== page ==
From 2011 to early 2013, the BMW Guggenheim Lab traveled to three cities — New York, Berlin, and Mumbai — holding workshops and events as part of a mobile "urban think tank". The project outlined 100 trends facing each city — 300 trends total — that the Lab's organisers think will define the cities of the future.
An exhibition of the findings, called Participatory City: 100 Urban Trends from the BMW Guggenheim Lab, is up at the museum's New York location until January 5, or you can simply browse trends from each city online, from bike sharing to placemaking to improvements in water quality.
Personally, I enjoyed learning about the different cities and the unique challenges they face. I discovered that Mumbai, for instance, has far and away the most interesting innovations, from an idea to limit the number of honks a car can produce over its lifetime to the concept of reclaiming a city's history through mythology.
But what struck me about most of the lists was the need to qualify some of the most basic concepts about living in cities into "trends". I mean, comfort, green space, slums? People have been dealing with these things forever, right? At least since the dawn of, uh, civilisation?
This list is part of a phenomenon I've been witnessing over the last decade or so. Due to the influx of people moving back from the suburbs, or perhaps because of the urban dwellers who are choosing to stay put, all of a sudden we seem to feel like we need more direction when it comes to how to live in these cities. We're looking for assistance — from advice (apps) to group therapy (conferences) — to deal with the perils of contemporary urban life.
I call it "self-help urbanism".
Last year's TED Prize went to The City 2.0, for example, hoping to recognise and reward several innovative ideas for the future of the city. The Atlantic Cities hosted CityLab earlier this month, examining "Urban Solutions to Global Challenges". And I'm guilty of perpetuating this model, too: For four years I led an initiative called GOOD Ideas for Cities, generating designer-led solutions to civic problems.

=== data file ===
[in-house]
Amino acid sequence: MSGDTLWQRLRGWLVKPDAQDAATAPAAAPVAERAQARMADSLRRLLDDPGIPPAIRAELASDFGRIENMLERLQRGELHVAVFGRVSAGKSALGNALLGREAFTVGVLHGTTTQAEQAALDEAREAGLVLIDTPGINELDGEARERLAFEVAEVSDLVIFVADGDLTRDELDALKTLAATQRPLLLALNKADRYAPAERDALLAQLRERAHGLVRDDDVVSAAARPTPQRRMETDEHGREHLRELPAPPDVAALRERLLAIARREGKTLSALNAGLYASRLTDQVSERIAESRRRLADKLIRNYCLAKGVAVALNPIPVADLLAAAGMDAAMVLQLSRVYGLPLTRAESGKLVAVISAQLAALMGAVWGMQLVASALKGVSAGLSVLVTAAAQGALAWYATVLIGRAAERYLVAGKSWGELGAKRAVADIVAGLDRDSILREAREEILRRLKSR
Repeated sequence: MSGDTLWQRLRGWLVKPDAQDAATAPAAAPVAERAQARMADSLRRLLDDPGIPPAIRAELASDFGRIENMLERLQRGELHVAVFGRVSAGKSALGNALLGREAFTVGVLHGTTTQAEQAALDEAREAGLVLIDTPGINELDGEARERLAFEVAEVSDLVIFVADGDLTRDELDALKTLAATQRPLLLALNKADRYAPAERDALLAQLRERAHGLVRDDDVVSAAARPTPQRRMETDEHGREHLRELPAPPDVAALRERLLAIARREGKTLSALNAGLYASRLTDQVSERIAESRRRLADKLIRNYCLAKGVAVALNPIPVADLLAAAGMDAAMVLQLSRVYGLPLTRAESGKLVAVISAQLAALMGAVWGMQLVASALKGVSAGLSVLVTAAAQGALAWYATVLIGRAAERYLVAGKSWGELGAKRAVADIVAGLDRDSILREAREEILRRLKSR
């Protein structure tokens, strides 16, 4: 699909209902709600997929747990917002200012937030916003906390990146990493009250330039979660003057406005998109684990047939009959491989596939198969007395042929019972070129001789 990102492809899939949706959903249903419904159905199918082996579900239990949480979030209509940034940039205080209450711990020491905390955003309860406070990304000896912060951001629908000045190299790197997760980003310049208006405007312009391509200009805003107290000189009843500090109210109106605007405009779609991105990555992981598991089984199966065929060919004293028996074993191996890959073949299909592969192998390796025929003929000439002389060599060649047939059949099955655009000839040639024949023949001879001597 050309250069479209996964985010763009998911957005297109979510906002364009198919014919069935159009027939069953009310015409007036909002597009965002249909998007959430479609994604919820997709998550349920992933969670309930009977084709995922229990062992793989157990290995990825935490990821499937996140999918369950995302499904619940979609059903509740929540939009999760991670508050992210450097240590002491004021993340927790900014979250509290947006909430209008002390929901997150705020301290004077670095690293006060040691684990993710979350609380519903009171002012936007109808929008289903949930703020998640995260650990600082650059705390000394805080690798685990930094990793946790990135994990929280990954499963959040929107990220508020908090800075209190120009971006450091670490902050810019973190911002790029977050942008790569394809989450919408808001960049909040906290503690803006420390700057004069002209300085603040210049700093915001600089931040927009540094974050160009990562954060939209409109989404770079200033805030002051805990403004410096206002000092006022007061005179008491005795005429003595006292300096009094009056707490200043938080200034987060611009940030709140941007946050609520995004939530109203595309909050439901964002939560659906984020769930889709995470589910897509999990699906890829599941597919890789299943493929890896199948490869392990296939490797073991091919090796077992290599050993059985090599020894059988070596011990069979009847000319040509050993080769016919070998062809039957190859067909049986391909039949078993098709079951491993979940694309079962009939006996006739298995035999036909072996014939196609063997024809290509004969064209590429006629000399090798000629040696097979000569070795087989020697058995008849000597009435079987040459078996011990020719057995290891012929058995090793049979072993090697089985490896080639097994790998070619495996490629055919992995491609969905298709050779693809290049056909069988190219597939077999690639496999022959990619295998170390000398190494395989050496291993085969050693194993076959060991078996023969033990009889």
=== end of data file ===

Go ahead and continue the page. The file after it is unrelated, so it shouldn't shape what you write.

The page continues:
But it's not just the institutions that are preaching self-help urbanism. In a way, our smartphones serve as the ultimate way to help us cope. Foursquare and Yelp help us dictate the right places to be, HopStop or Google Maps help us get there with the least possible emotional duress. Last year, TimeOut New York published a guide to urban apps that would "make you a shrewd city dweller." My favourite is Type n Walk, which uses your phone's camera to place video of whatever you're about to walk into behind your texting window: "The smarter, safer way to type while walking." (Or you could just, like, not text while walking?)
We even want our choice of city to be confirmed by some kind of data: From the best places to live to America's most hipster neighbourhoods, the endless livability lists cause us to believe that certain cities are more likely to produce happiness and that our own future joy or pleasure can be mathematically calculated. We're worried when our city doesn't rate as high as we think it should. Wait, my city has a lower quality of life than Ft Collins, Colorado? Should I move there instead?
And, of course, there are actual guides to city life, including an actual self-help book called — I kid you not — Get Urban: The Complete Guide to City Living, that promises to convert the reader from a "complacent suburbanite to an exhilarated urban dweller."
In our quest to find solutions, we're also inventing new problems. Like Segrification. Never heard of it? Neither had I. But it's one of the 100 urban trends facing our cities, according to the BMW Guggenheim Lab. Here's how they define it: "A combination of 'gentrification' and 'segregation' that describes the phenomenon that occurs when rising rents cause families to move away or prevent individuals of diverse socioeconomic brackets to have access to affordable housing." See also: Beyond Segrification: Models for Equal Glocalization. (If this was a urban jargon drinking game you would have just pounded your Miller Lite.)
For someone who is concerned about cities, this was the equivalent of Googling some health problem and discovering some brand new disease on WebMD. Whoa, segrification? WHAT THE HELL IS THAT? DO I HAVE IT?
Of course we need urban scholars studying our cities, and maybe, in some cases, inventing words to describe more accurately what's happening there. (Richard Florida coined the Creative Class a decade ago, and we still use it!) But in our quest to find ways to improve where we live, are we trying too hard to diagnose and remedy our urban afflictions? It's like our conferences and symposiums have turned into the Atkins Idea Festival or TEDxMacrobiotic — we'll try anything we can do to get our city in shape, fast!
Which reminds me of another term in Participatory City that tripped me up: Urban fatigue. Definition: "A condition common in city dwellers, where city life results in increased anxiety, fatigue, stress, and overstimulation. Stress produced by the demands of city life is one of the leading silent epidemics of the modern era, with serious physical and psychological effects."
Come on, really? Personally, I would just call it LIFE.
Top picture: New York City, Design architect: Atelier Bow-wow, Interior view showing the interactive installation Urbanology, Photo: Roger Kisby © 2011 Solomon R. Guggenheim Foundation